Children’s Ministry Recruitment by Networking and Referral

I typically do not use mass appeals to recruit people for the children’s ministry. I prefer to network with people and seek referrals based on relationships. While my church does give attention to opportunities for large events in our power point announcements before service and in our church bulletin, we always strive to make it a positive, riding the wave of excitement generated by the kids and promotional decorations.

Years ago I requested my pastor never to allow anyone get up on the platform and make whiny appeals about a lack of volunteers. It sends the wrong message. It communicates that something must be wrong if the church is needing to beg. Instead, I prefer to create a stir of excitement by casting vision for an event and then allowing it to spread through the church through networks of people, friend to friend, small group to small group.

Each Spring, we hold annual information meetings for our summer ministries. During these meetings people are given the opportunity to sign on for specific responsibilities. It has become a great recruiting launch pad which yields numerous new volunteers. Some of them stay on past the summer because they had so much fun. The recruiting experience is relational, positive and fun. People tend to stay on longer because they came on the basis of their positive relationships with other adults and they appreciate the support they feel throughout the original commitment. Plus, they realize that children’s ministry is one of the most fulfilling privileges they have ever experienced, especially when they know they are not locked into it and they have all the support they need.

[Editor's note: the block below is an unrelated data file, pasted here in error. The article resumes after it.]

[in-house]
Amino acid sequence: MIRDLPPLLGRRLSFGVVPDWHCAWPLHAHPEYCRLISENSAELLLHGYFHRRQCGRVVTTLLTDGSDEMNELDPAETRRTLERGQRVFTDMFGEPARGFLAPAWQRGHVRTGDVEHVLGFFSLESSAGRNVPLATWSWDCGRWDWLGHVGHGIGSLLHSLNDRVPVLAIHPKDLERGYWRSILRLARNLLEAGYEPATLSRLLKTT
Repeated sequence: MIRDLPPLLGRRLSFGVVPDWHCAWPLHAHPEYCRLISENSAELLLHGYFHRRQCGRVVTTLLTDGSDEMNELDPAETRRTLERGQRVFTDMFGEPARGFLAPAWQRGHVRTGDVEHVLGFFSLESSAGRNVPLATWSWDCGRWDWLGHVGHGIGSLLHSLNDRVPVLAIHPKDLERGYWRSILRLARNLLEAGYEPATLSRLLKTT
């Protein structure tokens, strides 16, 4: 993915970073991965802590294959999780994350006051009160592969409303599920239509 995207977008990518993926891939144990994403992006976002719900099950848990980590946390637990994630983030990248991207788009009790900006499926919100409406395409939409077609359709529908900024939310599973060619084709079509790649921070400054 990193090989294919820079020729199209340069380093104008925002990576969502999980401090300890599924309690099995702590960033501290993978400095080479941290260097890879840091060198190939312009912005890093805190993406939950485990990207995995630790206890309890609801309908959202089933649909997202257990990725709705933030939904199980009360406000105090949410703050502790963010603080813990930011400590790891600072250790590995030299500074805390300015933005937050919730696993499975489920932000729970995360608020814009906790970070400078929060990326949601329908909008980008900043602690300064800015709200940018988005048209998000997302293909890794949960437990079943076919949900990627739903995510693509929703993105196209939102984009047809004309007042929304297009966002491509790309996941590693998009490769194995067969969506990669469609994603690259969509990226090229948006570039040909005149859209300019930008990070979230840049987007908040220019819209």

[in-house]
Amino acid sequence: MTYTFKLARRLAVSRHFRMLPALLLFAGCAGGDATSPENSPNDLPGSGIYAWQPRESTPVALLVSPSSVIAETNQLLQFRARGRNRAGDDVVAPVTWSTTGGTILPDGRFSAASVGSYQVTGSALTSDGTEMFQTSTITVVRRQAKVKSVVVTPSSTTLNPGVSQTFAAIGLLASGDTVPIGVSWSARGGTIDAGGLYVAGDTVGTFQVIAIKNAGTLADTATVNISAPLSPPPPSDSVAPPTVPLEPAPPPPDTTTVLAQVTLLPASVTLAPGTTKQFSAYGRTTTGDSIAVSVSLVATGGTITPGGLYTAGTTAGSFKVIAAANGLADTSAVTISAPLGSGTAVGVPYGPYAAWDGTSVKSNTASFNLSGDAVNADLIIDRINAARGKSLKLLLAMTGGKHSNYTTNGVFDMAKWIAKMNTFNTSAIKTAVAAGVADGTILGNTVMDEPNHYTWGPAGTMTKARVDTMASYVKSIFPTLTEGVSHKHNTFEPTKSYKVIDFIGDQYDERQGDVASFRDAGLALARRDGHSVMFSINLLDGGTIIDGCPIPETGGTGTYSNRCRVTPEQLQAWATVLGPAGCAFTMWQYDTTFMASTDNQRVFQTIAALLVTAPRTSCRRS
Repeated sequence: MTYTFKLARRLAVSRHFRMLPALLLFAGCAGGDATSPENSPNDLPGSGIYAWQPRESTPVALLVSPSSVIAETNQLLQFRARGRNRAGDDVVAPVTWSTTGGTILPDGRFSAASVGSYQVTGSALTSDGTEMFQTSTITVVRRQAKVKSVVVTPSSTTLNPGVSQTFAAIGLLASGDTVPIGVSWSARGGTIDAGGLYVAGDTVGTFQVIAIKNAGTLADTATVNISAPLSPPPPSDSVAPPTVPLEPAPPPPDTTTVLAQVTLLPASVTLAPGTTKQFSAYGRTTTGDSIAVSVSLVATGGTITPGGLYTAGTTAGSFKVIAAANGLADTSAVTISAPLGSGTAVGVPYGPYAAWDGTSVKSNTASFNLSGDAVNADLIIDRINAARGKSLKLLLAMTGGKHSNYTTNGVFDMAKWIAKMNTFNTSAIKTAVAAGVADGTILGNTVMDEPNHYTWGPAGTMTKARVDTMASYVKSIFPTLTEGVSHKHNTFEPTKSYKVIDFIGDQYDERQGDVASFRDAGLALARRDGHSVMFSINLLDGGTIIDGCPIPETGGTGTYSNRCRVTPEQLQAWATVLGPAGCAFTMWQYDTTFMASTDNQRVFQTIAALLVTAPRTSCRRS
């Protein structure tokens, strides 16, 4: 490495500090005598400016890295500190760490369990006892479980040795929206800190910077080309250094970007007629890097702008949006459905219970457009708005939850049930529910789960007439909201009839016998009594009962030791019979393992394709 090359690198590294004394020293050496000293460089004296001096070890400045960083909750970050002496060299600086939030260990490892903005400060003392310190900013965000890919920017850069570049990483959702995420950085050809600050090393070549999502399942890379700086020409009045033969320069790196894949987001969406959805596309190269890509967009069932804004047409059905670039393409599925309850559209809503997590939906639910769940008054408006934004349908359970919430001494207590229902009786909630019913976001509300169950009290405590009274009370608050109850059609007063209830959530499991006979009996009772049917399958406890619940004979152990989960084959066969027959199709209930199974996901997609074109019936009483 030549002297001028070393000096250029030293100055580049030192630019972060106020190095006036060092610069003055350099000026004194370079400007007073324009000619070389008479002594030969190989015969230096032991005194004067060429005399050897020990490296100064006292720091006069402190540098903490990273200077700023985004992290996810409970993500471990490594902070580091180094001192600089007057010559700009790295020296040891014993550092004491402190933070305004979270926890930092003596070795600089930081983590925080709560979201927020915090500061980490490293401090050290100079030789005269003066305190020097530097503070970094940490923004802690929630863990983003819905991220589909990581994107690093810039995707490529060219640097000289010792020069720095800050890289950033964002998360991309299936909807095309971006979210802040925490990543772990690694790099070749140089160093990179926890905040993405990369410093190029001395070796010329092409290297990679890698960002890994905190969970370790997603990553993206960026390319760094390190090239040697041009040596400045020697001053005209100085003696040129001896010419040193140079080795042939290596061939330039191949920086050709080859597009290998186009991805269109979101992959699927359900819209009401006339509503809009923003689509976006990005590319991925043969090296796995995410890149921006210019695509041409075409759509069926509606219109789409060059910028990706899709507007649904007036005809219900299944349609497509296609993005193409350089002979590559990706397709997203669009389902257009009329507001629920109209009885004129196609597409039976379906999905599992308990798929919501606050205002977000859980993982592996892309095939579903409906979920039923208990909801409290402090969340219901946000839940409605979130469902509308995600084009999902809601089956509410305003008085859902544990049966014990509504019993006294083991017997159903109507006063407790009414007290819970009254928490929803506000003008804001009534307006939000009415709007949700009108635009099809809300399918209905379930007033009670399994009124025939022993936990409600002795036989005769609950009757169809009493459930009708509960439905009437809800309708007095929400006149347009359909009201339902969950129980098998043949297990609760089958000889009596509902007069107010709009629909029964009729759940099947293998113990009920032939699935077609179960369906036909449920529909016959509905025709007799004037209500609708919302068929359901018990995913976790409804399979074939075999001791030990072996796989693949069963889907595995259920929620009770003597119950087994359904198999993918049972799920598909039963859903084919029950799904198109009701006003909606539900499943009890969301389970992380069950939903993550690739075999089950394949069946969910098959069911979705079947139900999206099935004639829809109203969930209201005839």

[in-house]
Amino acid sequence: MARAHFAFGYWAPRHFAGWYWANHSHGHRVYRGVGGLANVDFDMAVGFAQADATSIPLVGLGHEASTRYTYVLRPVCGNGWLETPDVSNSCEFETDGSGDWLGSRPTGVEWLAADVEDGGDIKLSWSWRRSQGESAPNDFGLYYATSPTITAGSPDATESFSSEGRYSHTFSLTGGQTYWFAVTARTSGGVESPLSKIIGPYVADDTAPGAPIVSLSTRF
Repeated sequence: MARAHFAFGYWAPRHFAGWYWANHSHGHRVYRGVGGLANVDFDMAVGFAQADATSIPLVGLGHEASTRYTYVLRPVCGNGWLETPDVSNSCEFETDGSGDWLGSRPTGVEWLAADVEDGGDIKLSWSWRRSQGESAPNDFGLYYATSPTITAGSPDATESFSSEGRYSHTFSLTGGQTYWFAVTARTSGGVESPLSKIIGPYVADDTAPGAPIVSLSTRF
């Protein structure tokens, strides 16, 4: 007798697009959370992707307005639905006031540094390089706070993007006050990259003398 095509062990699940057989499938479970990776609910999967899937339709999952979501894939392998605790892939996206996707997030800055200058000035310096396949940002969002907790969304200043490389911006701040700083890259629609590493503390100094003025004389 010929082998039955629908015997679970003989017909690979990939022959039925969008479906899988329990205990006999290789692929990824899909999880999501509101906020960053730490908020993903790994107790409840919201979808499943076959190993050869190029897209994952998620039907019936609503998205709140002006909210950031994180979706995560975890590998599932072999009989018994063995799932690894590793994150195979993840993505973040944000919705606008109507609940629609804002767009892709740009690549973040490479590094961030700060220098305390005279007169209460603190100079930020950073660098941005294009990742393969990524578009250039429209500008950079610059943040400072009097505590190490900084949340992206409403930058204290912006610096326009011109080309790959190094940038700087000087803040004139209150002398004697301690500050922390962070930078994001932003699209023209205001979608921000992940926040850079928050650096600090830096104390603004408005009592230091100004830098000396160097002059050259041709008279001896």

For all of the books on recruiting volunteers that are on the market today, I think it is wise to figure out what works best in our individual churches. Networking and referral works best in mine at this point in our journey.

Some questions to consider:

What works in your church? Why?

What are the long term outcomes of your prevalent mode of recruitment?

How hard is it to retain volunteers as a result?

What is the church’s attitude toward the recruiting methods most recently used?

Are volunteers clearly told the responsibilityexpectations, parameters of authority and expected term of service?

Are volunteers treated as graciously when they choose to resign or cut back as they are when they choose to serve? (Hint: The word gets out on this.)

I invite your thoughts. :)


Glen Woods


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